Saturday, March 4, 2017
CNS/USCCB (J. Mulderig) review
Los Angeles Times (K. Turan) review
RogerEbert.com (B. Tallerico) review
AVClub (A.A. Dowd) review
Logan  (story and directed by James Mangold, screenplay by Scott Frank, James Mangold and Michael Green) could perhaps be called "The Passion of the Mutants."
Perhaps even more than with the other Marvel Comics franchises, the X-Men series seeks to play things completely straight. It is simply assumed that "Mutants" with extraordinary abilities live among us (and are often persecuted by us for their "Otherness" from us, even as the Mutants have their own conflicts within their ranks including the famous one between the more peace-making Professor Charles Francis Xavier (or Professor "X") [MC] [IMDb] (played here again by Patrick Stewart) and the more hardline "Mutant and Proud" Magneto [MC] (who does not appear in this film).
Since the X-Men Series _does try_ to "play things completely straight," THIS FILM touches on A FASCINATING QUESTION: What happens when EVEN "Mutants" (or Superheroes) GROW OLD? AND AS IT'S WITH US, it's _not just_ that their bodies / abilities begin to fail, but even their "guide post belief structures" on which one previously could "hang one's hat" / define a good part of one's life seem to change, that is, "mutate" as well?
So the film begins in the "near future" (2029) with a noticeably older, noticeably more _run down_ Logan (aka The Wolverine) (played again excellently throughout by Hugh Jackman), as _always_ "laying low" working as an utterly nondescript "Über-like" limo driver in the El Paso, Texas area. Why THERE? Well, some miles across the border, at a even more utterly nondescript abandoned factory out in the Desert, he and another Mutant named Caliban [MC] [IMDb] (played here by Stephen Merchant) are "caring for" an now nonogenarian (90+ year old) Professor "X" [MC] [IMDb] (played ever beautifully, even to Shakespearean levels of pathos by Patrick Stewart).
Again, WHY THERE? Well Dear Readers, do remember that Professor X was famously a "telepath" (he could communicate with people / mutants often over great distances with his mind). But NOW, in his 90s, HIS MIND IS FAILING HIM -- he has something akin of a Mutant cross between Alzheimers and Epilepsy. Yet what mere human doctor could really understand his special condition and _special needs_? So Logan and Caliban found a LARGE METAL CONTAINER (a huge knocked over former Water Tank) at that ABANDONED FACTORY IN THE DESERT that they converted into Professor X's "living quarters." WHY THIS AS A QUITE _SPECIAL_ LIVING ARRANGEMENT? Well he was a powerful telepath. Now he has a combination of both Alzeimers and Epilepsy, and OUTSIDE OF THAT TANK / OFF HIS "MEDS" HE COULD HURT OTHERS WITH HIS (UNCONTROLLED) THOUGHTS / SEIZURES ;-).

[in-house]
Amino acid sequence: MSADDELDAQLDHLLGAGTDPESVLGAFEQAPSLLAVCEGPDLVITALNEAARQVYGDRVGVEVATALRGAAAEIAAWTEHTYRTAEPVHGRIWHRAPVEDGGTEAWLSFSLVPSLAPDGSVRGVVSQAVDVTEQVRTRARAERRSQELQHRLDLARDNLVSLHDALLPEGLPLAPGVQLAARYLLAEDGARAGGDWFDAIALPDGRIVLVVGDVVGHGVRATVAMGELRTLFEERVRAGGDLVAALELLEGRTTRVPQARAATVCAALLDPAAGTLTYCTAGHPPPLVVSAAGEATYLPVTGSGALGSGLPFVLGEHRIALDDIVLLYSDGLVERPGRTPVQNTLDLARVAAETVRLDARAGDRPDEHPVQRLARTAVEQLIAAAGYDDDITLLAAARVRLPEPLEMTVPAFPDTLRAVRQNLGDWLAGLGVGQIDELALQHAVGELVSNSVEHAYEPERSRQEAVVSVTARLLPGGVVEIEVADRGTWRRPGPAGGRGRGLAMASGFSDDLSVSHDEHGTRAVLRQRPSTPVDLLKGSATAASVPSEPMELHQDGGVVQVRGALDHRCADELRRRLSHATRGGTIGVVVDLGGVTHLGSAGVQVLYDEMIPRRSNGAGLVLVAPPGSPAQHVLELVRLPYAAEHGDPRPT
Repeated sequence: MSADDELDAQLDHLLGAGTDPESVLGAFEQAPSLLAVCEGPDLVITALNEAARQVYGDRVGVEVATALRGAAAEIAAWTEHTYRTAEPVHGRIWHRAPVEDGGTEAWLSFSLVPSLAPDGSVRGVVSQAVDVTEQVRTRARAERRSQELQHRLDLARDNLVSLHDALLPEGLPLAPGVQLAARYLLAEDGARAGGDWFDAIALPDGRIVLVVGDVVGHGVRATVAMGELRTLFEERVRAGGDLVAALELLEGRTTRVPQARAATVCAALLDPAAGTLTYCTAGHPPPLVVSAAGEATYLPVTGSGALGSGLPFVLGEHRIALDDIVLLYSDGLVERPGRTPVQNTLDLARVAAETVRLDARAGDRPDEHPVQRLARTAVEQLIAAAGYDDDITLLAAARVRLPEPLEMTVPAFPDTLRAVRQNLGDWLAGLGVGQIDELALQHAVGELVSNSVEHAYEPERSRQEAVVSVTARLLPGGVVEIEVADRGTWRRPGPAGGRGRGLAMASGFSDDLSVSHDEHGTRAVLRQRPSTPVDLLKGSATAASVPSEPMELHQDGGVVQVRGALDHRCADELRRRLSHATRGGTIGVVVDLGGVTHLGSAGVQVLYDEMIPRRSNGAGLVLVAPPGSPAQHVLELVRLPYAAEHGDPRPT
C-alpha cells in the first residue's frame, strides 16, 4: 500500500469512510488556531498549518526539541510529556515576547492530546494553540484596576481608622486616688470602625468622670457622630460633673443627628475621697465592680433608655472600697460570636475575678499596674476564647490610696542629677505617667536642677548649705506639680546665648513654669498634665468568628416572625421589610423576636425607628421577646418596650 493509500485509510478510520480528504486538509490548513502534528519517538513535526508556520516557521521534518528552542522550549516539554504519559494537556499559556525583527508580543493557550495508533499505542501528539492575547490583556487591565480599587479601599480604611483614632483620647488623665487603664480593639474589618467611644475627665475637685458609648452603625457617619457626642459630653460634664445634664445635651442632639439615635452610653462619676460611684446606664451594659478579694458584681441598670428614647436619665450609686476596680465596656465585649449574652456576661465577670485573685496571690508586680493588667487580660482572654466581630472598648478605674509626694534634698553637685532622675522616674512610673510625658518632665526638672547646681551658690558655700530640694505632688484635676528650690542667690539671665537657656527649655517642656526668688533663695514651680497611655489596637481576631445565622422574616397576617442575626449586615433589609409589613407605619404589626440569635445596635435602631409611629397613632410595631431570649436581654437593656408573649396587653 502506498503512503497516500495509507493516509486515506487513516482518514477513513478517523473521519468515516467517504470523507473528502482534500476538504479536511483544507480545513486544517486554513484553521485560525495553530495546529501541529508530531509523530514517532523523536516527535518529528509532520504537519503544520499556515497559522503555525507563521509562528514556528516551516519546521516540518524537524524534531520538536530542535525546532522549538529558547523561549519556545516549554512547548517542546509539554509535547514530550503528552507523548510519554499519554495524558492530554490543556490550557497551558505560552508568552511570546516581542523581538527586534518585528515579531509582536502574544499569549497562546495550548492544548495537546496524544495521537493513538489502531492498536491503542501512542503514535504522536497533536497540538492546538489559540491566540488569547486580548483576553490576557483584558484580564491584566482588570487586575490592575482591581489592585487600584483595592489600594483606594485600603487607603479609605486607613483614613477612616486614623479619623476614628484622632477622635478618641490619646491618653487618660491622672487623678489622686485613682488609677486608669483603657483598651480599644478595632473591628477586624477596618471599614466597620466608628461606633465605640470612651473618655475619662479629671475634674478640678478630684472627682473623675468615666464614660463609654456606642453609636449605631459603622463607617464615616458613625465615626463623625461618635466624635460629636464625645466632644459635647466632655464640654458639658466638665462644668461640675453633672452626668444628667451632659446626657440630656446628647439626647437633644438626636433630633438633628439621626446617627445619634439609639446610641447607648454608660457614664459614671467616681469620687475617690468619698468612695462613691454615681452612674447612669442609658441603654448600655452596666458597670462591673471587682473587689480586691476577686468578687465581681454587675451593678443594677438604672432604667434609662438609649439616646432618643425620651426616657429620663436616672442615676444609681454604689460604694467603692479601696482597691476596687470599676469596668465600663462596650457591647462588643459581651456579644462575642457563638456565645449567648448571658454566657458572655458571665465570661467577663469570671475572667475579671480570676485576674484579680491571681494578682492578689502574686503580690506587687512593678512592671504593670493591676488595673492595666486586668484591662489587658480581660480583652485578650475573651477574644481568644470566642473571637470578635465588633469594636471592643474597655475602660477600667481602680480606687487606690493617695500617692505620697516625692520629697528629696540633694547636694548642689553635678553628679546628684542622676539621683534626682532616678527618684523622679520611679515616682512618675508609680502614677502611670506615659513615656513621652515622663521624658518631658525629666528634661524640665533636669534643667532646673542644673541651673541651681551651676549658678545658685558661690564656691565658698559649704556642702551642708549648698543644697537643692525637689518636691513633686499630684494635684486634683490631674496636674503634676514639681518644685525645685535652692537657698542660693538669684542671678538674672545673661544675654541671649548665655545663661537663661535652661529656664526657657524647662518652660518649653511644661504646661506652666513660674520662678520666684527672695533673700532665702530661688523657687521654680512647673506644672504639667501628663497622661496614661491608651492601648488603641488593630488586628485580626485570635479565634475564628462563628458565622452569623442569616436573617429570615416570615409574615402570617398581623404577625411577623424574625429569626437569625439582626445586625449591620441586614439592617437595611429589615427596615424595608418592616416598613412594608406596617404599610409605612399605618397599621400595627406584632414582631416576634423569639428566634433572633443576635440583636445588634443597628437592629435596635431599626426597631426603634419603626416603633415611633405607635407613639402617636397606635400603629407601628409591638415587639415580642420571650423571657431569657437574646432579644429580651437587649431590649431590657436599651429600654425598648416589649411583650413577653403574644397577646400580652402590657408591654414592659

And actually it's really "kinda nice" to see that LOGAN (aka THE WOLVERINE), who's NEVER been known in the X-Men world to be a particularly "caring" sort of a guy. He's had a lot of issues with his seeming _immortality_ even as loved ones all around him seemed to be dying all the time. And yet, here he finds himself helping "to care for" (sort of ... Caliban complains that _he's_ doing "most of the work" ;-) the again Professor X.
Yet, of course, there are "other things" going on. One is Professor X (and for that matter Logan / The Wolverine) is "kinda depressed" that whereas in the 1950s-1970s he was encountering ALL KINDS of MUTANTS all the time, it's been something like TWENTY YEARS since he's met his last "new" Mutant: Are we dying off? Were _we_ (Mutants) just some special "flash in the pan"? both he and Logan wonder.
Well, it turns out ... no. One day, one random day, in 2029, a woman named Gabriela (played by Elizabeth Rodriguez) comes frantically looking for Logan / The Wolverine with a "special cargo" -- a 12 year old Mexican "Mutant" girl named Laura (played wonderfully by Dafne Keen) who had been created as part of some crazy "super secret genetics experiment" (using, it clearly turns out, at least in part, Logan's DNA) at some clandestine laboratory somewhere near Mexico City. Laura's life was now in danger and Gabriela asks Logan to help her get Laura "to Canada" (interestingly NOT simply to the UNITED STATES) to safety.
Logan's of course, reluctant, but the aging, now half-senile, but as always OPTIMISTIC Professor X, is HAPPY AS PIE. He has a NEW Mutant to SHARE FOR _ONE LAST TIME_ HIS KNOWLEDGE / EXPERIENCES with.
Much adventure (and at times fairly violent mayhem) ensues ...
IMHO it all plays out very interestingly, though I would caution Parents about the violence (and at times course language).
There's a closing, quite provocative scene that COULD BE TAKEN as an INSULT by some Catholic / Christian viewers. At the burial of one of the older Mutants (Logan or Professor X, I'm not going to reveal here which one ...) the younger Mutants (Laura and her other genetically engineered friends) PUT UP A MAKE-SHIFT CROSS (!) at the GRAVE'S HEAD. I FOUND IT IMPRESSIVE THAT THE MUTANT CHILDREN DID THAT AT ALL. At the end of their impromptu funeral for their deceased Mentor / Protector, as the other children were leaving, Laura piously turns the Cross to its side, so that it makes instead an "X."
Again, it's a provocative scene, BUT I DID ACTUALLY FIND IT RESPECTFUL. Laura seemed to take the Cross and OWNING IT turned it into a SLIGHTLY DIFFERENT SYMBOL to which she identified (given her experience) somewhat more: Those older mutants _sacrificed themselves_ for her and her friends. It's not _entirely_ a bad "transmutation" of a symbol (though of course, the adventures of the X-men, are _not_ exactly "a new Gospel")
In any case, as (presently) always, this Marvel Comics based movie left one with much to reflect on / think about.
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